First Hints Of The Wuhan Virus Outbreak Were Caught By AI

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An AI-driven health monitoring and disease detection platform was able to catch the signs of the Wuhan viral outbreak approximately a week before government agencies warned the public, providing a look at how AI can be used to catch disease outbreaks in a timely fashion. While the official World Health Organization notification of the Wuhan virus went out on January ninth and the US Center for Disease Control and Prevention (CDC) received word of the outbreak on January sixth, the first warning signs of the outbreak were picked up by a Canadian health monitoring system almost a week prior. As Wired reported, the AI-driven health system BlueDot warned its clients about the possible outbreak on December 31st. Bluedot uses AI algorithms to monitor different global news sources and detect patterns in health reports. It also takes into account information on plant and animal disease networks.


How artificial intelligence provided early warnings of the Wuhan virus

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During the kind of virus outbreak that China and other nations are now contending with, time is of the essence. The earlier the warning, the better the chance to contain the contagion. One problem, though, is that governments are sometimes reticent to share information. Such was the case in 2002 and 2003, when Chinese authorities were accused of covering up the SARS epidemic that eventually claimed over 740 lives around the world. With the current outbreak, involving a coronavirus that originated in Wuhan and has so far taken over 40 lives, the Chinese government is being more transparent, as Germany's health minister noted to Bloomberg yesterday on the sidelines of the World Economic Forum in Davos.


An AI Epidemiologist Sent the First Warnings of the Wuhan Virus

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On January 9, the World Health Organization notified the public of a flu-like outbreak in China: a cluster of pneumonia cases had been reported in Wuhan, possibly from vendors' exposure to live animals at the Huanan Seafood Market. The US Centers for Disease Control and Prevention had gotten the word out a few days earlier, on January 6. But a Canadian health monitoring platform had beaten them both to the punch, sending word of the outbreak to its customers on December 31. BlueDot uses an AI-driven algorithm that scours foreign-language news reports, animal and plant disease networks, and official proclamations to give its clients advance warning to avoid danger zones like Wuhan. Speed matters during an outbreak, and tight-lipped Chinese officials do not have a good track record of sharing information about diseases, air pollution, or natural disasters.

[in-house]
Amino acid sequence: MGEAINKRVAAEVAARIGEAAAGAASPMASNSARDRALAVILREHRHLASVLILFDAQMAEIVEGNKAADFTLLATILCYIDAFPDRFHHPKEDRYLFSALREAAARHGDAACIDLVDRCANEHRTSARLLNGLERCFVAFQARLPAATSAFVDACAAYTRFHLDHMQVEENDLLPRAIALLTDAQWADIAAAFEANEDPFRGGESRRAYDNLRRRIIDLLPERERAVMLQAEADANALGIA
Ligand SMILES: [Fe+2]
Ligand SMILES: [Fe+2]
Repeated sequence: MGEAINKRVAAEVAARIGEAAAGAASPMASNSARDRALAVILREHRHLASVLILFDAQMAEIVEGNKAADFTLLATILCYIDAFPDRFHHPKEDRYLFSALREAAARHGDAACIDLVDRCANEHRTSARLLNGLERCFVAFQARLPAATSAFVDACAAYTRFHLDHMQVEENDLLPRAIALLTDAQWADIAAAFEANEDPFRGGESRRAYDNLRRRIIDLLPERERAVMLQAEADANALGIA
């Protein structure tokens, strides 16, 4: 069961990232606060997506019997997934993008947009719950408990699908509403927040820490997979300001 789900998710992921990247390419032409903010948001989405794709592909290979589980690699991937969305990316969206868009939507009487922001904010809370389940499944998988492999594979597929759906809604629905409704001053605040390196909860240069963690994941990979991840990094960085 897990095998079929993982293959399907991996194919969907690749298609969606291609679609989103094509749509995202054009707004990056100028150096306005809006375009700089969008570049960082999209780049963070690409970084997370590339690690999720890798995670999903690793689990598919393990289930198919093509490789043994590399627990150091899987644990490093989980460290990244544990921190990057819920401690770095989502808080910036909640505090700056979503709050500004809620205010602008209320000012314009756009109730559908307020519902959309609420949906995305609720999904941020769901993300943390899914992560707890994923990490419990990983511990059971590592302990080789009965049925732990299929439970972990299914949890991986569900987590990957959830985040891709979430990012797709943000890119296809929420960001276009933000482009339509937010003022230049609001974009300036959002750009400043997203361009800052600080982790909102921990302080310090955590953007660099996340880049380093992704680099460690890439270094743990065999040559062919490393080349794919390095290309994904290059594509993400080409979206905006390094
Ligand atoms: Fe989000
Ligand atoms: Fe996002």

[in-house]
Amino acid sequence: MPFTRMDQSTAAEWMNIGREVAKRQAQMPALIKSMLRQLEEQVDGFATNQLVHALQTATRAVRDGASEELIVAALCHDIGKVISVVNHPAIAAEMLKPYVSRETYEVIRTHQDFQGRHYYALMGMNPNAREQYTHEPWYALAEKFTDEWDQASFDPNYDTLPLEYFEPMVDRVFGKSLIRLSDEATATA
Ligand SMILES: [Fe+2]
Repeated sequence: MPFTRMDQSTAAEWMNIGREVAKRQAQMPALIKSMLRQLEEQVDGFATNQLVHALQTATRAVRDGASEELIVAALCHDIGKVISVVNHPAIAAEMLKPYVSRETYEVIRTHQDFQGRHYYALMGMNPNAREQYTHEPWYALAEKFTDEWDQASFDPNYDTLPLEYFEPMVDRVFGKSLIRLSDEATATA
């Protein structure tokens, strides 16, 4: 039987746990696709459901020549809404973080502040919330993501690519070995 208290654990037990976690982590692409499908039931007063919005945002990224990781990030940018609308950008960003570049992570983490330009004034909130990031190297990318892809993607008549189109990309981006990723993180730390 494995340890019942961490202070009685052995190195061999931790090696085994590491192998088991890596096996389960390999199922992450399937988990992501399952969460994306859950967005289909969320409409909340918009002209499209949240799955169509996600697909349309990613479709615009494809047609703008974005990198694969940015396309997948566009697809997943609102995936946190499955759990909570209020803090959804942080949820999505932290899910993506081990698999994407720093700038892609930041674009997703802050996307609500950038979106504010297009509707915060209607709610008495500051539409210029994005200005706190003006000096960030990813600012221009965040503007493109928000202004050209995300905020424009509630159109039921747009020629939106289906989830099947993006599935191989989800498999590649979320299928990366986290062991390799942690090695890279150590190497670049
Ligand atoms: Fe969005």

An AI Epidemiologist Sent the First Warnings of the Wuhan Virus

#artificialintelligence

On January 9, the World Health Organization notified the public of a flu-like outbreak in China: a cluster of pneumonia cases had been reported in Wuhan, possibly from vendors' exposure to live animals at the Huanan Seafood Market. The US Centers for Disease Control and Prevention had gotten the word out a few days earlier, on January 6. But a Canadian health monitoring platform had beaten them both to the punch, sending word of the outbreak to its customers on December 31. BlueDot uses an AI-driven algorithm that scours foreign-language news reports, animal and plant disease networks, and official proclamations to give its clients advance warning to avoid danger zones like Wuhan. Speed matters during an outbreak, and tight-lipped Chinese officials do not have a good track record of sharing information about diseases, air pollution, or natural disasters.


An AI Epidemiologist Sent the First Warnings of the Wuhan Virus

#artificialintelligence

On January 9, the World Health Organization notified the public of a flu-like outbreak in China: a cluster of pneumonia cases had been reported in Wuhan, possibly from vendors' exposure to live animals at the Huanan Seafood Market. The US Centers for Disease Control and Prevention had gotten the word out a few days earlier, on January 6. But a Canadian health monitoring platform had beaten them both to the punch, sending word of the outbreak to its customers on December 31. BlueDot uses an AI-driven algorithm that scours foreign-language news reports, animal and plant disease networks, and official proclamations to give its clients advance warning to avoid danger zones like Wuhan. Speed matters during an outbreak, and tight-lipped Chinese officials do not have a good track record of sharing information about diseases, air pollution, or natural disasters.